Will the private sector come to the party?

2012-04-21 13:19

Pundits in South Africa and beyond are hedging bets on whether the local private sector, which is cushioned by R1.2 trillion in available deposits, will join the state in investing domestically – or inadvertently embark on an investment strike.

The deposits are those of the entire private sector – corporate non-financial deposits sit at R550 billion, insurers and pension funds have R152 billion, and private household deposits are estimated at R568 billion.

While economists debate this, what is certain is that huge pools of bank corporate deposits by local companies climbed to R550 billion.

According to Stanlib, South African companies held about R300 billion in cash deposits in 2006.

The R1.2 trillion is sitting idle and is not invested in the economy for a range of reasons, even though 65% of this cash is held in one-day demand accounts, earning the lowest rates on interest in 30 years.

This is despite corporate earnings rising since the 2009 global economic recession. Debt levels have also dwindled across the balance sheets of corporate South Africa.

Terence Sibiya, an investment banker at Nedbank Capital, says companies were forced to hoard huge piles of cash to protect themselves from incurring more losses as a result of the economic crisis.

“During the economic crisis, many companies cut down on debt and borrowings from banks and capital markets. They also ran down their inventories and built up cash,” explains Sibiya.

He says investors were afraid of a double-dip recession and preferred to sit on cash until the global economic outlook improved.

Sibiya believes some of the cash will be invested in fast-growing African economies, where returns on investment are far higher than in Europe and the US.

“Investors are scouting for opportunities on the African continent, especially in telecoms, infrastructure and resource-rich countries.

“I think infrastructure will eat away some of the cash pile,” Sibiya says.

In January this year, South African corporate deposits in the non-financial sector stood at R520 billion, according to recent figures released by Stanlib.

Department of Trade and Industry Director-General Lionel October dismisses the view that the hoarding of cash by South African companies means they have embarked on an investment strike.

To the contrary, October says, there has been a massive increase in foreign direct investment into South Africa following a big drop in 2009. “Businesses respond to demand. If demand has contracted, companies hold back.”

He says while corporate South Africa may be holding back because of lack of confidence in the recovery, foreign capital is investing at encouraging rates.

“As demand picks up, there will be more demand in the economy, and you will see a reduction in the cash pile that companies are sitting with. I think some of this money will be deployed in South Africa and the African continent,” predicts October.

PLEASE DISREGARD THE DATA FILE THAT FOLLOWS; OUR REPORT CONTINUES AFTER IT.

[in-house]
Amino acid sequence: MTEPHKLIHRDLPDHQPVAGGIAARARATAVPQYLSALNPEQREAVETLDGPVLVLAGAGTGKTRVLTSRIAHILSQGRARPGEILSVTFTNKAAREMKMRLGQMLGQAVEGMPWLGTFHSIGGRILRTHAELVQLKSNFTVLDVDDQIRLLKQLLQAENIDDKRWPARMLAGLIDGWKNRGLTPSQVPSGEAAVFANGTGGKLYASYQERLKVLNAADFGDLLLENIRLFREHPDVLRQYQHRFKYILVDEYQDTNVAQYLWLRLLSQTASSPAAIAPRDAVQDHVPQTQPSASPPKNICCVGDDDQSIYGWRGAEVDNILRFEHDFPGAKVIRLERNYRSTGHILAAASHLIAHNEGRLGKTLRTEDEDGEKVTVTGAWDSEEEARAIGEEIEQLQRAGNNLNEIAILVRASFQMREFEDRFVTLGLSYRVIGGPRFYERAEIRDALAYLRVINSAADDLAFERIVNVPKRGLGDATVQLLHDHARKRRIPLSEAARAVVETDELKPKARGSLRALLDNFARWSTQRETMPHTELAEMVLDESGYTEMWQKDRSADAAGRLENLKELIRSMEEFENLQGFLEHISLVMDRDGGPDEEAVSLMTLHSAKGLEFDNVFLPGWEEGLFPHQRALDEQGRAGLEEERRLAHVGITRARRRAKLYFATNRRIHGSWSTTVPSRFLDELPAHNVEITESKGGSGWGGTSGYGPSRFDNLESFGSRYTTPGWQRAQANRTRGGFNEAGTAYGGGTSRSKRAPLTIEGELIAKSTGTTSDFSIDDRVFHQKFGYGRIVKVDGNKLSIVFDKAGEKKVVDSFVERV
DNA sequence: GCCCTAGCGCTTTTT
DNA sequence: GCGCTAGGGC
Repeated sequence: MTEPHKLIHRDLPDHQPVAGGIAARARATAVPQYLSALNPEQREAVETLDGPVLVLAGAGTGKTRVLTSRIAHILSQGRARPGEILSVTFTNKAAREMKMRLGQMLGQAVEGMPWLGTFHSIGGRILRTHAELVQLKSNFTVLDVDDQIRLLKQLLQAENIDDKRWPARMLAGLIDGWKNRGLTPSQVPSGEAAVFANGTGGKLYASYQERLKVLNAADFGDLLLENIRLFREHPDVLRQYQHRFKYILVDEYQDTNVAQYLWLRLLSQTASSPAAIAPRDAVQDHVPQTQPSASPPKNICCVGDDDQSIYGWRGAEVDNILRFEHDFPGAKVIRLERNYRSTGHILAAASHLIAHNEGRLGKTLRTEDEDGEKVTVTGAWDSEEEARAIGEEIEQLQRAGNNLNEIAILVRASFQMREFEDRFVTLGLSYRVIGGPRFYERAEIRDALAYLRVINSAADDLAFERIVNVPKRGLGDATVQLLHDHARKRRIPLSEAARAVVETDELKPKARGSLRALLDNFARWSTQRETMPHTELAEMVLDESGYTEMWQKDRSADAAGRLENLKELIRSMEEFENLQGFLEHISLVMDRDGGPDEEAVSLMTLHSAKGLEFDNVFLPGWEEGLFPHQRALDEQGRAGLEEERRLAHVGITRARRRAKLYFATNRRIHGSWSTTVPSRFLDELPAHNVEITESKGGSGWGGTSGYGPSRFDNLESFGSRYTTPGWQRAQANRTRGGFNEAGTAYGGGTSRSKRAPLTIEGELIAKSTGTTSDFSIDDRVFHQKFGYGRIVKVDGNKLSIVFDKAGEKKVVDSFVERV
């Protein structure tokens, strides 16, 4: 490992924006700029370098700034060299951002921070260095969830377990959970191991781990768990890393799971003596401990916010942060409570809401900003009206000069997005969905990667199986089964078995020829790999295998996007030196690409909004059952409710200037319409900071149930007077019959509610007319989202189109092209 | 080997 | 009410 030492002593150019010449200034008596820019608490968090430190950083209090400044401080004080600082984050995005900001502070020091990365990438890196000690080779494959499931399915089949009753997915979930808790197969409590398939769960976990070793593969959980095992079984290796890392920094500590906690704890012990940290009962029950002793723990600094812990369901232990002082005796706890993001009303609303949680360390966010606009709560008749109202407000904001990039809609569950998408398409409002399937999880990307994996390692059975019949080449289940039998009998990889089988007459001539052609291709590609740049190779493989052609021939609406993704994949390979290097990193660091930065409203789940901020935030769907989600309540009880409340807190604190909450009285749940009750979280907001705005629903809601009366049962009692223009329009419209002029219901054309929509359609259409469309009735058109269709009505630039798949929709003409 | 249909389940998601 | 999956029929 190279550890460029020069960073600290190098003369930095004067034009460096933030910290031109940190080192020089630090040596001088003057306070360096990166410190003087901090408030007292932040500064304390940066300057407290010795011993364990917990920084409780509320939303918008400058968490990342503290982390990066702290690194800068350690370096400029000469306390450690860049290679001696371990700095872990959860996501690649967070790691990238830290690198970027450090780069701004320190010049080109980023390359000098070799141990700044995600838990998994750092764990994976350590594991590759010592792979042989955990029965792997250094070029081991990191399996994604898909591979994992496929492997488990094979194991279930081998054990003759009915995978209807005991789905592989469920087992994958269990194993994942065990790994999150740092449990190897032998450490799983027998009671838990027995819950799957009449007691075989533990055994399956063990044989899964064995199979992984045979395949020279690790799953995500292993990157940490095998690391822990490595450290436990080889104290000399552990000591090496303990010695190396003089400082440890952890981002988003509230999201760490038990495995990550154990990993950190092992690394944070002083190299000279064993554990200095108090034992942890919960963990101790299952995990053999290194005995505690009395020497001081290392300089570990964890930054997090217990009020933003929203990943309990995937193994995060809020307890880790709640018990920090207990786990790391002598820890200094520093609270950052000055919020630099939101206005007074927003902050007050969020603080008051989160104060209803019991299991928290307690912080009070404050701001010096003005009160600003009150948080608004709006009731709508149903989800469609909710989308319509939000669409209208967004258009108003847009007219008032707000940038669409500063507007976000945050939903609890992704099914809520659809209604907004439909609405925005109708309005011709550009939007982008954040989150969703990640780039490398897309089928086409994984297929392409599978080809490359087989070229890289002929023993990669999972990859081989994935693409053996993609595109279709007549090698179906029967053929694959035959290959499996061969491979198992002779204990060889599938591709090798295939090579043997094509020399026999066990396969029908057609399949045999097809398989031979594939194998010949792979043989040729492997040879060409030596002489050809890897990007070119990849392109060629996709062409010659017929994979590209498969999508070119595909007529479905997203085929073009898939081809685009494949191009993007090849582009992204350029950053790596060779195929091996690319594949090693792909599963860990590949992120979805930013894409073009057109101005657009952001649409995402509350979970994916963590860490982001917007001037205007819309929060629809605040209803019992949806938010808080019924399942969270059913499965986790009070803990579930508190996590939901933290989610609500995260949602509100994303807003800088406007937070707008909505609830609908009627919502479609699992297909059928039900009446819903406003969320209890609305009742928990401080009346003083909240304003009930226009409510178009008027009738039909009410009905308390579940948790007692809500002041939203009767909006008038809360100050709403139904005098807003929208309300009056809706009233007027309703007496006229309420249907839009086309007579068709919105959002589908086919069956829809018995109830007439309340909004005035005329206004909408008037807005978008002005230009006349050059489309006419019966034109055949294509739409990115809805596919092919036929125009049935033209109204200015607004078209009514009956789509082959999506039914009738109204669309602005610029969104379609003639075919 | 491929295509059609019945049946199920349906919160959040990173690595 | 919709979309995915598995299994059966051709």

Experts say the accumulation of cash reserves by companies reflects high levels of uncertainty, weak domestic demand and low confidence in the local economy. The investment climate in the country is also affected by factors such as policy uncertainty and deeper structural problems, such as low rates of return on investment and high costs of capital.

Concerns about the global economy also continue to weigh on investment decisions, as bleak news coming out of Europe indicates that European banks are in a perilous position, and the next 18 months could jeopardise financial stability and economic recovery in the eurozone.

The South African government has announced an expansionary budget, heralding an era of massive public spending in the economy.

 The government plans to spend R1.1 trillion over the next three years to upgrade infrastructure. South Africa may well be returning to the days when 50c of every rand invested came from the state.

Finance Minister Pravin Gordhan has expressed the desire to partner with the corporate sector to revitalise the economy through investment in infrastructure. The government is hoping to raise some of the money from the domestic markets to finance infrastructure.

Recently, Minister of Public Enterprises Malusi Gigaba signalled that the state did not expect to do all the heavy lifting alone and invited the private sector to embark on joint expansionary activity.

Patrick Bond, a political economist from the University of Natal, says the last “capital strike”, which he defines as the failure by large-scale firms to invest, took place between 1994 and 2004, when fixed capital formation was low.

He argues that during this period businesses invested their money, but not in South Africa. Most of the largest stock exchange companies – Anglo American, De Beers, Old Mutual, SA Breweries, Liberty Life, Didata and others – shifted their funding flows and even their primary share listings to overseas stock markets.

The mobilisation of corporate deposits is a global phenomenon. According to January 2012 figures released by JP Morgan Chase, large US companies may be sitting on a $2 trillion cash pile. The figures reveal that there is a
lot of cash on the books and low debt levels.

The bank believes that in the global recession companies were shy to invest and a global capital strike took hold, as well as a pattern whereby corporate investment remains subdued in relation to relative profits.

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